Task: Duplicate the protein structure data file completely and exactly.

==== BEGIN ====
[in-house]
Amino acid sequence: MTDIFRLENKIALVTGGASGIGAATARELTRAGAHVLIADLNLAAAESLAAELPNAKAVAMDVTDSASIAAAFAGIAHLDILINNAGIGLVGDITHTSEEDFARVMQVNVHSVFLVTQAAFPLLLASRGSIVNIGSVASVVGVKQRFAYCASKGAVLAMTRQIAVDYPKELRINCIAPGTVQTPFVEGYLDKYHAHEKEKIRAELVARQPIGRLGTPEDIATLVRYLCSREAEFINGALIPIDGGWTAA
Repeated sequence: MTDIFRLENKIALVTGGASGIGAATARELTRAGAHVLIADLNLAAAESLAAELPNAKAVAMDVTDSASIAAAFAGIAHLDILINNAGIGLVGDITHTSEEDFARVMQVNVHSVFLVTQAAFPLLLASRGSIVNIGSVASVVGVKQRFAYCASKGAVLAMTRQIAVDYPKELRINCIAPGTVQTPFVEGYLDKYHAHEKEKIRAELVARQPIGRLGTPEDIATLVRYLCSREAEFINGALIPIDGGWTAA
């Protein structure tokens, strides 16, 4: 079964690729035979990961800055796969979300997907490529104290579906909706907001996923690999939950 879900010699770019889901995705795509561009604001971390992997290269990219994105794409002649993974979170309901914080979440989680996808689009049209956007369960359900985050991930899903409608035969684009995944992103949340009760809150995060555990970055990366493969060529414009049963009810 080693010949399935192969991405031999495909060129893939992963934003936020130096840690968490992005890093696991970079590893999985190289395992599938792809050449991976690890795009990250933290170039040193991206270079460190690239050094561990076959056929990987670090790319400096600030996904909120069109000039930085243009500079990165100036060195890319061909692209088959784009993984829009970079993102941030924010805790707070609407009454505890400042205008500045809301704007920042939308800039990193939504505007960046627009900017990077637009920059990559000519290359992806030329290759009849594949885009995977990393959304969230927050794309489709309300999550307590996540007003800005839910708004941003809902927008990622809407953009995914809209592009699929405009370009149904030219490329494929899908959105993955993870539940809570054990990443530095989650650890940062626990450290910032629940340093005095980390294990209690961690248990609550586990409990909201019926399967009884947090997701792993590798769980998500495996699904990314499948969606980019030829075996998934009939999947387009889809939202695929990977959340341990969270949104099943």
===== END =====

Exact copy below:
[in-house]
Amino acid sequence: MTDIFRLENKIALVTGGASGIGAATARELTRAGAHVLIADLNLAAAESLAAELPNAKAVAMDVTDSASIAAAFAGIAHLDILINNAGIGLVGDITHTSEEDFARVMQVNVHSVFLVTQAAFPLLLASRGSIVNIGSVASVVGVKQRFAYCASKGAVLAMTRQIAVDYPKELRINCIAPGTVQTPFVEGYLDKYHAHEKEKIRAELVARQPIGRLGTPEDIATLVRYLCSREAEFINGALIPIDGGWTAA
Repeated sequence: MTDIFRLENKIALVTGGASGIGAATARELTRAGAHVLIADLNLAAAESLAAELPNAKAVAMDVTDSASIAAAFAGIAHLDILINNAGIGLVGDITHTSEEDFARVMQVNVHSVFLVTQAAFPLLLASRGSIVNIGSVASVVGVKQRFAYCASKGAVLAMTRQIAVDYPKELRINCIAPGTVQTPFVEGYLDKYHAHEKEKIRAELVARQPIGRLGTPEDIATLVRYLCSREAEFINGALIPIDGGWTAA
């Protein structure tokens, strides 16, 4: 079964690729035979990961800055796969979300997907490529104290579906909706907001996923690999939950 879900010699770019889901995705795509561009604001971390992997290269990219994105794409002649993974979170309901914080979440989680996808689009049209956007369960359900985050991930899903409608035969684009995944992103949340009760809150995060555990970055990366493969060529414009049963009810 080693010949399935192969991405031999495909060129893939992963934003936020130096840690968490992005890093696991970079590893999985190289395992599938792809050449991976690890795009990250933290170039040193991206270079460190690239050094561990076959056929990987670090790319400096600030996904909120069109000039930085243009500079990165100036060195890319061909692209088959784009993984829009970079993102941030924010805790707070609407009454505890400042205008500045809301704007920042939308800039990193939504505007960046627009900017990077637009920059990559000519290359992806030329290759009849594949885009995977990393959304969230927050794309489709309300999550307590996540007003800005839910708004941003809902927008990622809407953009995914809209592009699929405009370009149904030219490329494929899908959105993955993870539940809570054990990443530095989650650890940062626990450290910032629940340093005095980390294990209690961690248990609550586990409990909201019926399967009884947090997701792993590798769980998500495996699904990314499948969606980019030829075996998934009939999947387009889809939202695929990977959340341990969270949104099943």